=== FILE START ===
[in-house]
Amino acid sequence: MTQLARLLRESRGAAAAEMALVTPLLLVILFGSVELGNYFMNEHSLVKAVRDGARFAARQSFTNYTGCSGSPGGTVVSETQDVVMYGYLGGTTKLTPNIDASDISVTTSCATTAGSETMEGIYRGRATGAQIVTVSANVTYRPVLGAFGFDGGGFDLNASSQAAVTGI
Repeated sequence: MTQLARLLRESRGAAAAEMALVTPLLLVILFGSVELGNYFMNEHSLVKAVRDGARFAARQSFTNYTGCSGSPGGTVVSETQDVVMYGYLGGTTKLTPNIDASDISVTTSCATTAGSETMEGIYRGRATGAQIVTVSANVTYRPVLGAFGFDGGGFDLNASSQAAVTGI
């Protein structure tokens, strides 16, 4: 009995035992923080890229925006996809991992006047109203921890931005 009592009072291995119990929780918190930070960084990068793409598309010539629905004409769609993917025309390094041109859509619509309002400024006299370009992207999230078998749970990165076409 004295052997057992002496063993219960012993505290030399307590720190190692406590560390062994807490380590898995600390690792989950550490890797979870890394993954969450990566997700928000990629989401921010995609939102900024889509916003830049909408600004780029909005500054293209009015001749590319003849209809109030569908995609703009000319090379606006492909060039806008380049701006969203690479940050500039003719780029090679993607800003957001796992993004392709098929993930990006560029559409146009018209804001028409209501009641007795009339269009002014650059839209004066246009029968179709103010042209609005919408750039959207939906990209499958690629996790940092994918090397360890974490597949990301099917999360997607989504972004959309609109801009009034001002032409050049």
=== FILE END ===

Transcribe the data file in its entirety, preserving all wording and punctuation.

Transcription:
[in-house]
Amino acid sequence: MTQLARLLRESRGAAAAEMALVTPLLLVILFGSVELGNYFMNEHSLVKAVRDGARFAARQSFTNYTGCSGSPGGTVVSETQDVVMYGYLGGTTKLTPNIDASDISVTTSCATTAGSETMEGIYRGRATGAQIVTVSANVTYRPVLGAFGFDGGGFDLNASSQAAVTGI
Repeated sequence: MTQLARLLRESRGAAAAEMALVTPLLLVILFGSVELGNYFMNEHSLVKAVRDGARFAARQSFTNYTGCSGSPGGTVVSETQDVVMYGYLGGTTKLTPNIDASDISVTTSCATTAGSETMEGIYRGRATGAQIVTVSANVTYRPVLGAFGFDGGGFDLNASSQAAVTGI
């Protein structure tokens, strides 16, 4: 009995035992923080890229925006996809991992006047109203921890931005 009592009072291995119990929780918190930070960084990068793409598309010539629905004409769609993917025309390094041109859509619509309002400024006299370009992207999230078998749970990165076409 004295052997057992002496063993219960012993505290030399307590720190190692406590560390062994807490380590898995600390690792989950550490890797979870890394993954969450990566997700928000990629989401921010995609939102900024889509916003830049909408600004780029909005500054293209009015001749590319003849209809109030569908995609703009000319090379606006492909060039806008380049701006969203690479940050500039003719780029090679993607800003957001796992993004392709098929993930990006560029559409146009018209804001028409209501009641007795009339269009002014650059839209004066246009029968179709103010042209609005919408750039959207939906990209499958690629996790940092994918090397360890974490597949990301099917999360997607989504972004959309609109801009009034001002032409050049």